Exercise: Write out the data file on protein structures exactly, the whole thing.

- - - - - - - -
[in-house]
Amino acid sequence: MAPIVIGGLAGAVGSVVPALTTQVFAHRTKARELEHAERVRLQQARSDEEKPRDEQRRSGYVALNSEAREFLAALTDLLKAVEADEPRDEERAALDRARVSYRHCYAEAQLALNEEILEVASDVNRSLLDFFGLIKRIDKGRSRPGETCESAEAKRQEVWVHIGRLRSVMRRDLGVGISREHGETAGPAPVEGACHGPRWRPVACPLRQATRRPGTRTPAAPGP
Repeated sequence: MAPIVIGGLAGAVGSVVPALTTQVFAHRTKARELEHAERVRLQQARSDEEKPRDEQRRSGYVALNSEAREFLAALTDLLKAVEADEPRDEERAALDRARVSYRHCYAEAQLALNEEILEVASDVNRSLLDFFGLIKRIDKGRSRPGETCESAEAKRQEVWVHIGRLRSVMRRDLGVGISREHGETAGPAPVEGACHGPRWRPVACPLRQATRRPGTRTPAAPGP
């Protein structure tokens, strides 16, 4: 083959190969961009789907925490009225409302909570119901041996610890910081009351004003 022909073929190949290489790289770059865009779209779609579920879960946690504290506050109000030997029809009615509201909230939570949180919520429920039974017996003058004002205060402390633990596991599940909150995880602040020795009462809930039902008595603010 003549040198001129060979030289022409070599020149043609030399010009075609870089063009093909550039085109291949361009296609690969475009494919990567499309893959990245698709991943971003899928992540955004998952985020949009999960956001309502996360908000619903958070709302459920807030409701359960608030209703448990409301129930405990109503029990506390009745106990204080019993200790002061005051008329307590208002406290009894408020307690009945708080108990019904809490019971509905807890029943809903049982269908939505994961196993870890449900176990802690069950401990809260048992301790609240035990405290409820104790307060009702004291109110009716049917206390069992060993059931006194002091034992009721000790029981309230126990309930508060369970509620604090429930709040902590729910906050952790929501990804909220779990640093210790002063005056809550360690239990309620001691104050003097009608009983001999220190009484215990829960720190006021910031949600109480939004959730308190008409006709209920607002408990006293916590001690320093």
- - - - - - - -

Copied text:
[in-house]
Amino acid sequence: MAPIVIGGLAGAVGSVVPALTTQVFAHRTKARELEHAERVRLQQARSDEEKPRDEQRRSGYVALNSEAREFLAALTDLLKAVEADEPRDEERAALDRARVSYRHCYAEAQLALNEEILEVASDVNRSLLDFFGLIKRIDKGRSRPGETCESAEAKRQEVWVHIGRLRSVMRRDLGVGISREHGETAGPAPVEGACHGPRWRPVACPLRQATRRPGTRTPAAPGP
Repeated sequence: MAPIVIGGLAGAVGSVVPALTTQVFAHRTKARELEHAERVRLQQARSDEEKPRDEQRRSGYVALNSEAREFLAALTDLLKAVEADEPRDEERAALDRARVSYRHCYAEAQLALNEEILEVASDVNRSLLDFFGLIKRIDKGRSRPGETCESAEAKRQEVWVHIGRLRSVMRRDLGVGISREHGETAGPAPVEGACHGPRWRPVACPLRQATRRPGTRTPAAPGP
């Protein structure tokens, strides 16, 4: 083959190969961009789907925490009225409302909570119901041996610890910081009351004003 022909073929190949290489790289770059865009779209779609579920879960946690504290506050109000030997029809009615509201909230939570949180919520429920039974017996003058004002205060402390633990596991599940909150995880602040020795009462809930039902008595603010 003549040198001129060979030289022409070599020149043609030399010009075609870089063009093909550039085109291949361009296609690969475009494919990567499309893959990245698709991943971003899928992540955004998952985020949009999960956001309502996360908000619903958070709302459920807030409701359960608030209703448990409301129930405990109503029990506390009745106990204080019993200790002061005051008329307590208002406290009894408020307690009945708080108990019904809490019971509905807890029943809903049982269908939505994961196993870890449900176990802690069950401990809260048992301790609240035990405290409820104790307060009702004291109110009716049917206390069992060993059931006194002091034992009721000790029981309230126990309930508060369970509620604090429930709040902590729910906050952790929501990804909220779990640093210790002063005056809550360690239990309620001691104050003097009608009983001999220190009484215990829960720190006021910031949600109480939004959730308190008409006709209920607002408990006293916590001690320093």